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The Bear Creek watershed water quality study 1988-89

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Title: The Bear Creek watershed water quality study 1988-89
Author: Quinlan, Cathleen M.
Abstract: During the summer, fall and winter of 1988/1989, the microbiological and chemical quality of the water in Bear Creek upstream of the Warwick Conservation Area was assessed. The results indicate that the watercourse is carrying unacceptably high levels of bacteria, Total Kjeldahl Nitrogen, and phosphorus. In general, levels of bacteria were highest during the summer and early fall where they were present at approximately five to eight times the Ministry of the Environment (MOE) objectives for safe water. Fecal coliform levels at Warwick Conservation Area beach were also excessive during this period, coinciding with conditions in the creek. This watershed was examined to investigate the influence of intensive farm operations, namely hog farms, on water quality. This area of Lambton County has been the source of numerous reports of pig manure spills over the years. Weekly water sampling combined with a walking survey of the watercourse and interviews with local farmers, revealed several sources or suspected sources of the pollution. The sources are widespread throughout the watershed. Of the 10 tile outlets which were sampled and found to be polluted, 4 appeared to be from household septic systems, another 4 from agricultural fields, and another 2 from agricultural fields and barnyards. Thus, human and animal wastes are reaching the creek. Stretches of the watercourse which recorded regularly high levels include the Perry Drain in the south part of the watershed, the mid-section of Bear Creek, the Zavitz Drain at the north end, and the Ross-Hall Drain in the north-east end. Farmers appear to be acting in good faith by applying manure within OMAF guidelines. The average application rates were reported and calculated to be 3,000 to 4,000 gallons per acre. These figures undoubtedly vary widely depending on the time of year and the acreage on which the manure is spread. More than half of the farmers did not have 6 months storage and almost 60% were still applying manure in the winter months on frozen ground. Only half of the Dairy farmers had proper wash water treatment facilities. A little over one quarter of the farmers may be over-fertilizing . Conservation tillage practices, buffer strips along drains, and windbreaks are not widely used in this watershed. However, there does appear to be a growing awareness and concern for the environment and the price tag it can carry.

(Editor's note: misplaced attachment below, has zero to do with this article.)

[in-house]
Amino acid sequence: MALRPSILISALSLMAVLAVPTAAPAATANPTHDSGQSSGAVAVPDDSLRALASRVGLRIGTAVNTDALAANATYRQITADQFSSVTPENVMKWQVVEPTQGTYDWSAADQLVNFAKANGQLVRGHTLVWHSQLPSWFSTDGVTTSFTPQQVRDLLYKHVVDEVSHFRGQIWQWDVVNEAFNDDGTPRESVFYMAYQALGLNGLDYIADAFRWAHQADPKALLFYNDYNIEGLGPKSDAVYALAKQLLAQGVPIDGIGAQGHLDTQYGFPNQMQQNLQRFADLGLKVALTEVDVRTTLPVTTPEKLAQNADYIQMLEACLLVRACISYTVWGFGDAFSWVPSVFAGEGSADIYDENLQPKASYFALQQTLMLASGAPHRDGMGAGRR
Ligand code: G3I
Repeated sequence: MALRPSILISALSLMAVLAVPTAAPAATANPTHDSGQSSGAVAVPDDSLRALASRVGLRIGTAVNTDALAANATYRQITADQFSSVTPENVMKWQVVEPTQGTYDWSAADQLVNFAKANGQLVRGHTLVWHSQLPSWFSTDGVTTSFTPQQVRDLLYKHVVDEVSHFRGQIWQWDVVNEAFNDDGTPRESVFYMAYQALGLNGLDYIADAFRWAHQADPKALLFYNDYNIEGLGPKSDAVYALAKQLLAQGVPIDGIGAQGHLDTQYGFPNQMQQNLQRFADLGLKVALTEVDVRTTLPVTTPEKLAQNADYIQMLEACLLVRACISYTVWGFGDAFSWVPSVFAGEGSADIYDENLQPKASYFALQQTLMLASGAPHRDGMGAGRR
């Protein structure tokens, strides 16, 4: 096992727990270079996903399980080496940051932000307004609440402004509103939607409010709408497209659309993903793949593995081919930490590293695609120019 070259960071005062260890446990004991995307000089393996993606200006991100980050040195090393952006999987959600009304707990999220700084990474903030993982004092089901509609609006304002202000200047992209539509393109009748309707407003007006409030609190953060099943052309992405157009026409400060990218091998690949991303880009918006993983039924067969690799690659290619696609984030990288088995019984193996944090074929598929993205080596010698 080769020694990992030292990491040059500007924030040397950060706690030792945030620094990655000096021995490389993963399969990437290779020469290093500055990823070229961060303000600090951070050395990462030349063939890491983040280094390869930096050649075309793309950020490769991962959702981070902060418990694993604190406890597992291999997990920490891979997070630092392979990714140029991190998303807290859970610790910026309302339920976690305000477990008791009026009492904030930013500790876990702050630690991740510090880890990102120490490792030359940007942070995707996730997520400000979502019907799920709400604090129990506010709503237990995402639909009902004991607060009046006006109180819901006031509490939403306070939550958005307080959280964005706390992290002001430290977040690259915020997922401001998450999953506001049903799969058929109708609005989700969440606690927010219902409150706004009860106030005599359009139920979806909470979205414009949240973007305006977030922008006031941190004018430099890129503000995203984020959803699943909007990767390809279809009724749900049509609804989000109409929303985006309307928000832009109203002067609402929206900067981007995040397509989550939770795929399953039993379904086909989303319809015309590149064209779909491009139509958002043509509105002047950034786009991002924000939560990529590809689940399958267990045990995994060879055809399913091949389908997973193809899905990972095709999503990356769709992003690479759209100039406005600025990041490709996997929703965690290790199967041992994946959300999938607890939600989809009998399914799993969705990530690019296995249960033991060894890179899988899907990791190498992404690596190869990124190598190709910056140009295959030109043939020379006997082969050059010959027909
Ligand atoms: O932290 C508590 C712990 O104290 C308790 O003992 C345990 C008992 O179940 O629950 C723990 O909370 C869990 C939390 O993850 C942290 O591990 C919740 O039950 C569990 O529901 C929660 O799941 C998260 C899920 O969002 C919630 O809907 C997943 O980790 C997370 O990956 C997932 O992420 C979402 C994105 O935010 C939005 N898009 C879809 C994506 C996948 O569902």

URI: http://hdl.handle.net/10214/15598
Date: 1989
Rights: Queen's Printer for Ontario, Crown Copyright, Non-Commercial Use Permitted
Rights Holder: Queen's Printer for Ontario


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